From the paper:
The question we ask here is how easily and how effectively a phisher can exploit social network data found on the Internet to increase the yield of a phishing attack. The answer, as it turns out, is: very easily and very effectively.When they received the e-mail to go to this non-University website, 349 of the 487 students targeted provided their University username and password. Remarkable and frightening.
Our study suggests that Internet users may be over four times as likely to become victims if they are solicited by someone appearing to be a known acquaintance.
To mine information about relationships and common interests in a group or community, a phisher need only look at any one of a growing number of social network sites, such as Friendster (friendster.com), MySpace (myspace.com), Facebook (facebook.com), Orkut (orkut.com), and LinkedIn (linkedin.com). All these sites identify "circles of friends" which allow a phisher to harvest large amounts of reliable social network information.
The experiment spoofed an email message between two friends, whom we will refer to as Alice and Bob. The recipient, Bob, was redirected to a phishing site with a domain name clearly distinct from Indiana University; this site prompted him to enter his secure University credentials. In a control group, subjects received the same message from an unknown fictitious person with a University email address.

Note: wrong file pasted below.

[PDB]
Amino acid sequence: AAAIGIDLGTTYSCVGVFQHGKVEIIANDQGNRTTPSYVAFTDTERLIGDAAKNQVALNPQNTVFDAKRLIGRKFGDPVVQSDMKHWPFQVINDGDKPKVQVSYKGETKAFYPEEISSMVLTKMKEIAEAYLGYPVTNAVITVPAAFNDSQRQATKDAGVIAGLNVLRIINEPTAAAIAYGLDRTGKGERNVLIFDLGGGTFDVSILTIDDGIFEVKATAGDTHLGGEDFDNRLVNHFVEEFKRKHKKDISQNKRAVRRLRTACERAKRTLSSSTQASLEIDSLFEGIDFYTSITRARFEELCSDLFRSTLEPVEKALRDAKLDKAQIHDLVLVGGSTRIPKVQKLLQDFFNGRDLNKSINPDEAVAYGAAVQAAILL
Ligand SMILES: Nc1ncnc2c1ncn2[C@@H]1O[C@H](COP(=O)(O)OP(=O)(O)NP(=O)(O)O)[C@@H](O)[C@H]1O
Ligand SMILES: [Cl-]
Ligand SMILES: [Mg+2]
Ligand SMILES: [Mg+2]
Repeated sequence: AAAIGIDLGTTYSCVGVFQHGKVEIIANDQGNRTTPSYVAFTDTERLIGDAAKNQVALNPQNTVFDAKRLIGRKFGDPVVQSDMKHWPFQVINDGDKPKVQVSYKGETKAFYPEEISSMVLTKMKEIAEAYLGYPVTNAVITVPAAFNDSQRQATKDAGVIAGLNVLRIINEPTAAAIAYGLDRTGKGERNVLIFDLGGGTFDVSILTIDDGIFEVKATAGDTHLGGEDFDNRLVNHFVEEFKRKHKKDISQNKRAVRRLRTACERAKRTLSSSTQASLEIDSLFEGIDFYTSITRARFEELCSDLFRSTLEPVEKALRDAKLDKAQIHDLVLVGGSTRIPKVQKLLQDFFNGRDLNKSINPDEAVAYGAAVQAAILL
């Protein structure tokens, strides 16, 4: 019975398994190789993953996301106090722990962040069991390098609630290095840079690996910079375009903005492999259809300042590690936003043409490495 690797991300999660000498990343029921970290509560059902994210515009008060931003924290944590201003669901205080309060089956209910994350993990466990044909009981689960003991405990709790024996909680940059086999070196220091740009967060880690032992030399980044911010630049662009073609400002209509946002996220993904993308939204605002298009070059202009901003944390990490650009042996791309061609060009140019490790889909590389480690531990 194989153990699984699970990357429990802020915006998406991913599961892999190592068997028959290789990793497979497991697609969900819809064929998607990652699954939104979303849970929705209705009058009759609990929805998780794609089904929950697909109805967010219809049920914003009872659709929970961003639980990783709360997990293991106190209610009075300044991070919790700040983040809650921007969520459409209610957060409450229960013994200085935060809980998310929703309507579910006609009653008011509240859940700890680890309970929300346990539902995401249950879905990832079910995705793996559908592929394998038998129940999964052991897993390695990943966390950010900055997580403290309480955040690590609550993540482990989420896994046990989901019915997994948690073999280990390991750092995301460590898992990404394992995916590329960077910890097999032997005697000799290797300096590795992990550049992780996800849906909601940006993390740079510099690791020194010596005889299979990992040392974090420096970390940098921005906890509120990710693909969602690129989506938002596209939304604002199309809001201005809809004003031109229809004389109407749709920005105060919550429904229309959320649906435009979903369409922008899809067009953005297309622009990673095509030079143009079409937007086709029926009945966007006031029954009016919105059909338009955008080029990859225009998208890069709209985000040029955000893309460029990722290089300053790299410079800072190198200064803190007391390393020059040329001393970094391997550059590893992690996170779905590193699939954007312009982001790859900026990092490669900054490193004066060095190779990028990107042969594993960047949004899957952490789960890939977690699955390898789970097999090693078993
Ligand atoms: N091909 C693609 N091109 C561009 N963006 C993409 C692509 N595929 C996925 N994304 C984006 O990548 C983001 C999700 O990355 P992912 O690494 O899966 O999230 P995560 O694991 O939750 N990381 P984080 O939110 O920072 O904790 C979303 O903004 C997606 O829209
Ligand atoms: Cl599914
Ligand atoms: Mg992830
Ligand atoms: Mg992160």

The 4.5-fold difference between the social network group and the control group is noteworthy. The social network group's success rate (72%) was much higher than we had anticipated.
The paper contains other interesting details such as differences in success rates according to field of study and gender of sender and receiver.
See also a Google Tech Talk on Google Video, "Badvertisements: Stealthy Click Fraud with Unwitting Accessories", by Markus Jakobsson, one of the authors of the paper, that discusses this phishing study and some of his other work on click fraud.